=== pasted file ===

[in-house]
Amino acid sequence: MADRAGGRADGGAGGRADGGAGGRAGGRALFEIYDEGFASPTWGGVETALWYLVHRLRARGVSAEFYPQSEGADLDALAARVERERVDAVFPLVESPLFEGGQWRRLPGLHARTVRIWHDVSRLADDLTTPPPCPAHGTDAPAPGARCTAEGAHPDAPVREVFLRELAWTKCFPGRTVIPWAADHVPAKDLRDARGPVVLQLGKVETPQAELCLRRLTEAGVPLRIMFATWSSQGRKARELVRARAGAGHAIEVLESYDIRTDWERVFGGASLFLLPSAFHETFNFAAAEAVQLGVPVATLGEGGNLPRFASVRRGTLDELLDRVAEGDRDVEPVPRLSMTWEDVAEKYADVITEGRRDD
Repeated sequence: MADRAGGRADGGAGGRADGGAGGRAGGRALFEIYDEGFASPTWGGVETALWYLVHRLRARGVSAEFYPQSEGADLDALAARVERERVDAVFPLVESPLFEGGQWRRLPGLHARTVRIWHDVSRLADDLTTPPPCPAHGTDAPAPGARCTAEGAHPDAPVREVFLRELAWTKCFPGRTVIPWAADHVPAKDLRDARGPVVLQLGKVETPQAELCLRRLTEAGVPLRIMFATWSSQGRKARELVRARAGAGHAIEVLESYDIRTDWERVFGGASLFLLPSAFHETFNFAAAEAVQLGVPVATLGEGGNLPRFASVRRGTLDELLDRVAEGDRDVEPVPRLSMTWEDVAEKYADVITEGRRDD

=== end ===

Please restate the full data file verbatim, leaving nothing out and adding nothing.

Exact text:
[in-house]
Amino acid sequence: MADRAGGRADGGAGGRADGGAGGRAGGRALFEIYDEGFASPTWGGVETALWYLVHRLRARGVSAEFYPQSEGADLDALAARVERERVDAVFPLVESPLFEGGQWRRLPGLHARTVRIWHDVSRLADDLTTPPPCPAHGTDAPAPGARCTAEGAHPDAPVREVFLRELAWTKCFPGRTVIPWAADHVPAKDLRDARGPVVLQLGKVETPQAELCLRRLTEAGVPLRIMFATWSSQGRKARELVRARAGAGHAIEVLESYDIRTDWERVFGGASLFLLPSAFHETFNFAAAEAVQLGVPVATLGEGGNLPRFASVRRGTLDELLDRVAEGDRDVEPVPRLSMTWEDVAEKYADVITEGRRDD
Repeated sequence: MADRAGGRADGGAGGRADGGAGGRAGGRALFEIYDEGFASPTWGGVETALWYLVHRLRARGVSAEFYPQSEGADLDALAARVERERVDAVFPLVESPLFEGGQWRRLPGLHARTVRIWHDVSRLADDLTTPPPCPAHGTDAPAPGARCTAEGAHPDAPVREVFLRELAWTKCFPGRTVIPWAADHVPAKDLRDARGPVVLQLGKVETPQAELCLRRLTEAGVPLRIMFATWSSQGRKARELVRARAGAGHAIEVLESYDIRTDWERVFGGASLFLLPSAFHETFNFAAAEAVQLGVPVATLGEGGNLPRFASVRRGTLDELLDRVAEGDRDVEPVPRLSMTWEDVAEKYADVITEGRRDD